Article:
"They are always subjected to exceptions and must be proportional and incremental," she said.
Costa Rican Attorney General Ana Lorena Brenes told reporters, "We don't agree with it, but that doesn't mean that the country won't respect the judges' decision."
In-vitro fertilization was introduced to Costa Rica in 1996 by a doctor who helped couples give birth to 15 babies over four years. It provoked strong opposition from conservative groups and the Roman Catholic Church, which campaigned against the technique because it led to the disposal of fertilized eggs.
In 2001, 18 people brought a complaint before the Inter-American Commission on Human Rights after Costa Rica became the only Latin American country to bar in-vitro fertilization.
Costa Rican couples with enough money traveled to clinics in Panama, where hundreds of Costa Rican babies were born with the technique. One of the arguments the plaintiffs made before the Inter-American Commission was that the ban was a form of discrimination against poorer families.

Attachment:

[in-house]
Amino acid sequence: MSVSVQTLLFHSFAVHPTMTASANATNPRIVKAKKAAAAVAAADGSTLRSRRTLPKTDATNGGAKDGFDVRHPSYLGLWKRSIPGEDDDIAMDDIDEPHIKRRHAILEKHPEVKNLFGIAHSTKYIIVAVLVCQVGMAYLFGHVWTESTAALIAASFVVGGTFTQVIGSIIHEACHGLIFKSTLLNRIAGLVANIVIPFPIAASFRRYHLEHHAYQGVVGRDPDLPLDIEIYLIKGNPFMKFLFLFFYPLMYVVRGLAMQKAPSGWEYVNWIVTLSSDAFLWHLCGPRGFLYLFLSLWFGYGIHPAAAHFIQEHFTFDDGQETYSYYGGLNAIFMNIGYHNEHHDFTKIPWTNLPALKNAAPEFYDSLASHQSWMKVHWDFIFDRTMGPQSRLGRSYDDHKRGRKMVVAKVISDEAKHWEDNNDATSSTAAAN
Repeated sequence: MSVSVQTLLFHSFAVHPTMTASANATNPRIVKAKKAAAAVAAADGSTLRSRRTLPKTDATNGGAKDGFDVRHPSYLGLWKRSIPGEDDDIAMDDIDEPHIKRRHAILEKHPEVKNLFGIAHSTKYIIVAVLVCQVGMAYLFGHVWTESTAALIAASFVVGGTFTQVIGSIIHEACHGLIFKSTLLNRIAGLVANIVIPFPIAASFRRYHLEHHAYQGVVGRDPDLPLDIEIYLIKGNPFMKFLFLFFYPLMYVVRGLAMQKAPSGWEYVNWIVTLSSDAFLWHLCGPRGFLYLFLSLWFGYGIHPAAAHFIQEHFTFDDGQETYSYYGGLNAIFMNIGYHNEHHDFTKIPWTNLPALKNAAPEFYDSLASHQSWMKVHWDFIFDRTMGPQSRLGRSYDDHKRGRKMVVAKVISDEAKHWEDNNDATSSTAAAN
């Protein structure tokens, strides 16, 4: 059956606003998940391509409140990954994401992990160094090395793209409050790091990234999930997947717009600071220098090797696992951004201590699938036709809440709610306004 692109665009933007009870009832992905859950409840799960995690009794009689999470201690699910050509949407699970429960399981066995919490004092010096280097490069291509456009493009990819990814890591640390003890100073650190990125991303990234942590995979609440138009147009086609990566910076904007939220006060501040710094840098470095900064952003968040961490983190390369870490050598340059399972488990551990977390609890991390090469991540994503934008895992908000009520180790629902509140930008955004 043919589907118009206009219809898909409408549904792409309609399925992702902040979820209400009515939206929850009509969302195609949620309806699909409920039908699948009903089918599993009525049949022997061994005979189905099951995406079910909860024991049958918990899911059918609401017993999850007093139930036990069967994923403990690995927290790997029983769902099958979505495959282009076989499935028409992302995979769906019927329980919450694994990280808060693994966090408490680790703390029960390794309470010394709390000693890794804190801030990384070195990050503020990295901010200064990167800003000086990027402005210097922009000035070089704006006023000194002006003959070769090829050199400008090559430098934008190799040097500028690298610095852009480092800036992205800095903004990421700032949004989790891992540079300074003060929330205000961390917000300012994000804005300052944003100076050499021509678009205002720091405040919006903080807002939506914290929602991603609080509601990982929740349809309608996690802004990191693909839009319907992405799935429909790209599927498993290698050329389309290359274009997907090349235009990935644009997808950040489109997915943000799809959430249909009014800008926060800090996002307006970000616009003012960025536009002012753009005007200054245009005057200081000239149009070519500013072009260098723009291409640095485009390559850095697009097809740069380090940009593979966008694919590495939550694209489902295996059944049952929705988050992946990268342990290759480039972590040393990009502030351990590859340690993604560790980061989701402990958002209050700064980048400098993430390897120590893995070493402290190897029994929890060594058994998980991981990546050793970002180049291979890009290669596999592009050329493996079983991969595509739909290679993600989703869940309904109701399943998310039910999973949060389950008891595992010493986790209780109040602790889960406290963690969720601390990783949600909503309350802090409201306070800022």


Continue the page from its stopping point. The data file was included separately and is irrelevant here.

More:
The human rights commission ruled against Costa Rica and in 2010, after the failure of a congressional reform, the Inter-American Court on Human Rights took up the case, hearing testimony from both sides before issuing its binding ruling.
The regional court not only struck down the ban December 20 but said it was requiring Costa Rica to pay hundreds of thousands of dollars in compensation to the complainants and pay for in-vitro fertilization for low-income couples through its social security system.
The United States is one of 12 countries that have either not ratified the American Convention on Human Rights or have pulled out of it due to objections that it violates their national sovereignty.
Copyright 2012 Associated Press. All Rights Reserved. This material may not be published, broadcast, rewritten or redistributed.